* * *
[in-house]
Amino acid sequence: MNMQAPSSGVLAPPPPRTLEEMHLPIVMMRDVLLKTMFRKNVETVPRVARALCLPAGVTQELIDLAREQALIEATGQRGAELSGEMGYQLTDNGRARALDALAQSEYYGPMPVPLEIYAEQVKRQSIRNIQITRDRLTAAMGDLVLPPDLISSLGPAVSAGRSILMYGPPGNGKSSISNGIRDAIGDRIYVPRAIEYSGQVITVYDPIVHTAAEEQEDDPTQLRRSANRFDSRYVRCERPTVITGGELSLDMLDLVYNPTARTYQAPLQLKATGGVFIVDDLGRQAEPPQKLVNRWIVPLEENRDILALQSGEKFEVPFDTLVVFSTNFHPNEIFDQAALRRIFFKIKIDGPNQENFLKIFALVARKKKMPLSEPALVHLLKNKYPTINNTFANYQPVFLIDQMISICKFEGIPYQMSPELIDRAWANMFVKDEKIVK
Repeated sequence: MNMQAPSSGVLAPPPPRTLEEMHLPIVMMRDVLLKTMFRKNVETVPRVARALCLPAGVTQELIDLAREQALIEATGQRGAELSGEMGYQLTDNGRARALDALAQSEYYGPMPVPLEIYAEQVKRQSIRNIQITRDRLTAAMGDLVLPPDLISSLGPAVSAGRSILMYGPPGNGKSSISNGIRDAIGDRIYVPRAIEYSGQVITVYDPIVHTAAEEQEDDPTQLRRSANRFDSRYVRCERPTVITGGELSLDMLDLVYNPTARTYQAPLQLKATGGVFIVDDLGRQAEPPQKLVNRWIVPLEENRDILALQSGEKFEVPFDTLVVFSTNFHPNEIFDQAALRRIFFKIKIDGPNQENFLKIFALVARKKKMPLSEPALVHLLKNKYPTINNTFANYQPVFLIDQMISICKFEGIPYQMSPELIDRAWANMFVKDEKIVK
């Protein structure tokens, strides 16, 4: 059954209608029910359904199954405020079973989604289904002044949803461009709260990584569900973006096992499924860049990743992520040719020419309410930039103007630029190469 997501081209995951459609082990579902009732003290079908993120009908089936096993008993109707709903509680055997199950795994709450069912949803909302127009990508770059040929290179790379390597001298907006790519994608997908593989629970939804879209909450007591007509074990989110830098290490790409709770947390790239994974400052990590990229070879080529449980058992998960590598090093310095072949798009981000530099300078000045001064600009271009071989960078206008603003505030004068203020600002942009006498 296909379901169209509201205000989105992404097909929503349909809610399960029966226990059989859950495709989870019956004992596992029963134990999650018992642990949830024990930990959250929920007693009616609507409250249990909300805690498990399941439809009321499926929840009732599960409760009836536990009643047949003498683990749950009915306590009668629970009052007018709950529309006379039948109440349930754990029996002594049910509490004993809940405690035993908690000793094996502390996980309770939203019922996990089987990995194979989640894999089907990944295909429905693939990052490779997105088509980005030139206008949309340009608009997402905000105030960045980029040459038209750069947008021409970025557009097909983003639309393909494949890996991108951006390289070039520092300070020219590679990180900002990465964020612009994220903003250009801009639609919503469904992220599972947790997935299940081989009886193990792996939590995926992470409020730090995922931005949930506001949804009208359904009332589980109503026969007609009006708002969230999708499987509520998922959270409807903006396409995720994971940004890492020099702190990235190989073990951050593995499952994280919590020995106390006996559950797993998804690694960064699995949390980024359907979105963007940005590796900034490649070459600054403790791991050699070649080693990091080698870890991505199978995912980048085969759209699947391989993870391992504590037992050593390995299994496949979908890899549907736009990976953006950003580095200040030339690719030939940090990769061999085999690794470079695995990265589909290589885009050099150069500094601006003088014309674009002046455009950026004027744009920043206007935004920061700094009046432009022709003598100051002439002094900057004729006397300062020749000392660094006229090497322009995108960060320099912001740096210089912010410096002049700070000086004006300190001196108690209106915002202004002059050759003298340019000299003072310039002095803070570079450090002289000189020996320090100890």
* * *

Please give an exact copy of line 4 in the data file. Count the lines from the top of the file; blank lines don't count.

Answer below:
């Protein structure tokens, strides 16, 4: 059954209608029910359904199954405020079973989604289904002044949803461009709260990584569900973006096992499924860049990743992520040719020419309410930039103007630029190469 997501081209995951459609082990579902009732003290079908993120009908089936096993008993109707709903509680055997199950795994709450069912949803909302127009990508770059040929290179790379390597001298907006790519994608997908593989629970939804879209909450007591007509074990989110830098290490790409709770947390790239994974400052990590990229070879080529449980058992998960590598090093310095072949798009981000530099300078000045001064600009271009071989960078206008603003505030004068203020600002942009006498 296909379901169209509201205000989105992404097909929503349909809610399960029966226990059989859950495709989870019956004992596992029963134990999650018992642990949830024990930990959250929920007693009616609507409250249990909300805690498990399941439809009321499926929840009732599960409760009836536990009643047949003498683990749950009915306590009668629970009052007018709950529309006379039948109440349930754990029996002594049910509490004993809940405690035993908690000793094996502390996980309770939203019922996990089987990995194979989640894999089907990944295909429905693939990052490779997105088509980005030139206008949309340009608009997402905000105030960045980029040459038209750069947008021409970025557009097909983003639309393909494949890996991108951006390289070039520092300070020219590679990180900002990465964020612009994220903003250009801009639609919503469904992220599972947790997935299940081989009886193990792996939590995926992470409020730090995922931005949930506001949804009208359904009332589980109503026969007609009006708002969230999708499987509520998922959270409807903006396409995720994971940004890492020099702190990235190989073990951050593995499952994280919590020995106390006996559950797993998804690694960064699995949390980024359907979105963007940005590796900034490649070459600054403790791991050699070649080693990091080698870890991505199978995912980048085969759209699947391989993870391992504590037992050593390995299994496949979908890899549907736009990976953006950003580095200040030339690719030939940090990769061999085999690794470079695995990265589909290589885009050099150069500094601006003088014309674009002046455009950026004027744009920043206007935004920061700094009046432009022709003598100051002439002094900057004729006397300062020749000392660094006229090497322009995108960060320099912001740096210089912010410096002049700070000086004006300190001196108690209106915002202004002059050759003298340019000299003072310039002095803070570079450090002289000189020996320090100890």